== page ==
Let me introduce myself first. My name is Carole and I live in the beautiful, quaint little town of Sussex, New Brunswick, here in Canada. 

Around the middle of September, I received an amazing invitation to represent Canada in the 2nd COPD Global Summit in Paris, France (October 28-29-30, 2015). The last time I'd flown was in 1991, within Canada. Since that time, I have developed very severe COPD. I have emphysema, bronchiectasis, and my last CT showed atelectasis of the right middle lobe. I knew that flying with supplemental oxygen would be essential for me.

I checked the Air Canada and Air France online regulations for using portable oxygen on board, and also what brands of portable oxygen concentrators they permitted. Respironics Simply Go was one of the several approved POC's for each airline. I called my oxygen provider, Vital Aire, for help. They were wonderful and donated the 6 batteries that I would need to travel to the Global Summit. I would be in the air 10 hours total. The airlines required 15 hours of battery life. It was estimated that 6 batteries would provide that.

Vital Aire's Respiratory Therapist brought me the POC a few weeks before I left so that I could become familiar and comfortable with it. That was an amazing help to me. I wasn't sure what pulse I would need on the flights. We'd estimated a 2 pulse.  I decided to test each battery's life at a 3 pulse. First, I made sure that each battery was fully charged. There are 4 little green lights that light up if the battery is fully charged when you press a little button on the battery. That tells you that the battery is full. If it's half charged, two lights turn green, etc. I identified each fully charged battery by putting little dots of different colors (little stick on dots from the Dollar store...they come off easily) on the white battery handles. I also recorded the time each battery lasted on paper with an identically colored dot beside the time. They lasted between 2 hours and 2 hours, 45 minutes. The difference was probably due to different breathing/inhalation rates, and also due to the fact that the machine was turned off and then back on a few times with some batteries. I had 15 hours of life at a 3 pulse, so I knew I'd have over that at a 2 pulse. I slept with it plugged in and set at sleep mode many nights. Worked like a charm.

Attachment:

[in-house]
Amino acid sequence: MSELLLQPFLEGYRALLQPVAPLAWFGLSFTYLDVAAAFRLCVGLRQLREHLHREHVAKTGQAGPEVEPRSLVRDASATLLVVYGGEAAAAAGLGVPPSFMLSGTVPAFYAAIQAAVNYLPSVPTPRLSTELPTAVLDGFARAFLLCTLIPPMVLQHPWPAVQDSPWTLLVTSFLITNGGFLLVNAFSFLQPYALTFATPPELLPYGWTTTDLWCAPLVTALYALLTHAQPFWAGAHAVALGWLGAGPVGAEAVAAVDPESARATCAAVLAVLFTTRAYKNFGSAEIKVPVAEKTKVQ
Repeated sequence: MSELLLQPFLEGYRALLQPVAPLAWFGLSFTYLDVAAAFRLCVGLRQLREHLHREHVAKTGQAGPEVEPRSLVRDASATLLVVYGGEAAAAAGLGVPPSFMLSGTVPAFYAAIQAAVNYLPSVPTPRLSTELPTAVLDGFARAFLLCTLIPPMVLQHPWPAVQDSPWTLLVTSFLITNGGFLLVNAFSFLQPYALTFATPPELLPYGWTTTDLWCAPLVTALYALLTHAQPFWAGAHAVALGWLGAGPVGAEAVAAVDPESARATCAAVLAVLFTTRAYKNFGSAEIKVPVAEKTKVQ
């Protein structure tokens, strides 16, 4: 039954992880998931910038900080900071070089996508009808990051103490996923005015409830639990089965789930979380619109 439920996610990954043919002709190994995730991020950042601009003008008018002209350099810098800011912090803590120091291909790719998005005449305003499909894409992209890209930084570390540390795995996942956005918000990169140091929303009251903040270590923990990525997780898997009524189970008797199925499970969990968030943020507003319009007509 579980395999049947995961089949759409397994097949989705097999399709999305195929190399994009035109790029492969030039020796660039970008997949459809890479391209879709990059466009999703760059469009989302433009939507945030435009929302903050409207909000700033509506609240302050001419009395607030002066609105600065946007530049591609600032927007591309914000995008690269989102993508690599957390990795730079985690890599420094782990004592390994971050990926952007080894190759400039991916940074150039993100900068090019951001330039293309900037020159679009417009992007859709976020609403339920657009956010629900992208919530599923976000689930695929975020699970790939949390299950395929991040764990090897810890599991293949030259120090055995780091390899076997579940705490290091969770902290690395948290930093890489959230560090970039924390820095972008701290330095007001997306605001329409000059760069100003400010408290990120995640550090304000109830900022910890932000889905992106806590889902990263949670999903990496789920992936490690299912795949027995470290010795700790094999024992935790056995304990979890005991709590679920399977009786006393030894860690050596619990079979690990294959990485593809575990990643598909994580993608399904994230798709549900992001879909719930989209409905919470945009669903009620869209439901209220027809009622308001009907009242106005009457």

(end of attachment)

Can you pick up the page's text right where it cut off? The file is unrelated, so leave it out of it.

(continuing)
When you travel by air with a POC, the airlines require forms filled out, and all their forms differ. I feel strongly that all airlines should get together and use identical forms. After several phone calls, I reached the Air Canada Medi desk. They have forms, multi pages, to be filled out by a physician and to be returned to them. I spoke to them on a Friday, asked that they refrain from faxing the forms till Monday as there was no one in my Dr.'s office till Monday. Nope, they said, they couldn't do that. I was told to call my Dr.'s office on Monday and if they hadn't received them, to call the Medi desk back and they would resend them. Do you know how long it takes to get through to a Dr.'s office or the A/C medi desk by phone? Too long! Finally that was a done deal, and on to Air France.

Air France told me that my Dr. would have to access a form on Delta.com , fill it out and return it. I asked if I could access the form, get someone to print it out, and take it to my Dr. and have him fax it back. Oh no, I was told, only Dr.'s could access this Delta site. It was a medical site. I said my Dr. does NOT have a computer, and even if he did, he would NOT go to Delta, and print out a form on my behalf. That was that for that conversation. I went online and found Air France and a link for a medical form to be filled out to approve a person flying with oxygen. Not having a printer, I forwarded it to our Senior Centre for print out. It proved to be a Delta form. 

Next, was the Dr.’s appointment to fill out and sign the forms. That was extremely costly and took only a few minutes. Delta called me the following day to say the number I gave them as a reservation number was not a Delta airlines number. I said that it was an Air France number because I was flying Air France. They said they would have approved my form but it did not have a Delta number, so I was out of luck. Phoned them back a couple of times telling them how I came to get their form through Air France, and asking what I should do... to no avail. Online I got once again and called Air France. Sat on hold... finally got a real person and asked if Air France has a medi desk. They do, and I got through! Told her the Delta happening, asked how this could be.... Air France told me to download the Delta form, etc. She put me on hold after asking my name and flight locator number and some questions about my need for supplemental oxygen, came back, asked me what POC I was flying with, told me that I'd require a setting of 3 pulse, asked if I had enough batteries for 15 hours, said I was flagged for assistance and as of that moment, I was good to go! I have no idea about this Delta form to this day.